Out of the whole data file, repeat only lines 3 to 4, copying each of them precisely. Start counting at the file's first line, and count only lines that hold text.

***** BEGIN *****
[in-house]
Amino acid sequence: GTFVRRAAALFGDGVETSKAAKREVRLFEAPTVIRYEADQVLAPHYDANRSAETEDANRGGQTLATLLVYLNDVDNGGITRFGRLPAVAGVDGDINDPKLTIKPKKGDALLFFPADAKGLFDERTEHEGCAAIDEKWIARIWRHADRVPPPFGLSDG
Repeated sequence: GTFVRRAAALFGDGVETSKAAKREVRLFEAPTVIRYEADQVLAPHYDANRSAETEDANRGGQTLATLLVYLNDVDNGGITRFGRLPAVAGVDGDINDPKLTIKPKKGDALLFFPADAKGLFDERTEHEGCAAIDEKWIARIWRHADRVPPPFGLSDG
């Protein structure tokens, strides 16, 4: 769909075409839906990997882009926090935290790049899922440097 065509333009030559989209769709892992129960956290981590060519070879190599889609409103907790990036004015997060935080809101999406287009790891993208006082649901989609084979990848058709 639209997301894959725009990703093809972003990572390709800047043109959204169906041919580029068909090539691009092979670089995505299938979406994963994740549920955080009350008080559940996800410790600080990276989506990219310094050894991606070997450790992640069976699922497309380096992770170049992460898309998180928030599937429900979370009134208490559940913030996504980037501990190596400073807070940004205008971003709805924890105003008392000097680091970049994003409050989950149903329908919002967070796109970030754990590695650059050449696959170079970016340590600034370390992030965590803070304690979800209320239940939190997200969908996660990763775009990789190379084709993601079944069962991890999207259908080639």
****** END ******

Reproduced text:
Repeated sequence: GTFVRRAAALFGDGVETSKAAKREVRLFEAPTVIRYEADQVLAPHYDANRSAETEDANRGGQTLATLLVYLNDVDNGGITRFGRLPAVAGVDGDINDPKLTIKPKKGDALLFFPADAKGLFDERTEHEGCAAIDEKWIARIWRHADRVPPPFGLSDG
């Protein structure tokens, strides 16, 4: 769909075409839906990997882009926090935290790049899922440097 065509333009030559989209769709892992129960956290981590060519070879190599889609409103907790990036004015997060935080809101999406287009790891993208006082649901989609084979990848058709 639209997301894959725009990703093809972003990572390709800047043109959204169906041919580029068909090539691009092979670089995505299938979406994963994740549920955080009350008080559940996800410790600080990276989506990219310094050894991606070997450790992640069976699922497309380096992770170049992460898309998180928030599937429900979370009134208490559940913030996504980037501990190596400073807070940004205008971003709805924890105003008392000097680091970049994003409050989950149903329908919002967070796109970030754990590695650059050449696959170079970016340590600034370390992030965590803070304690979800209320239940939190997200969908996660990763775009990789190379084709993601079944069962991890999207259908080639």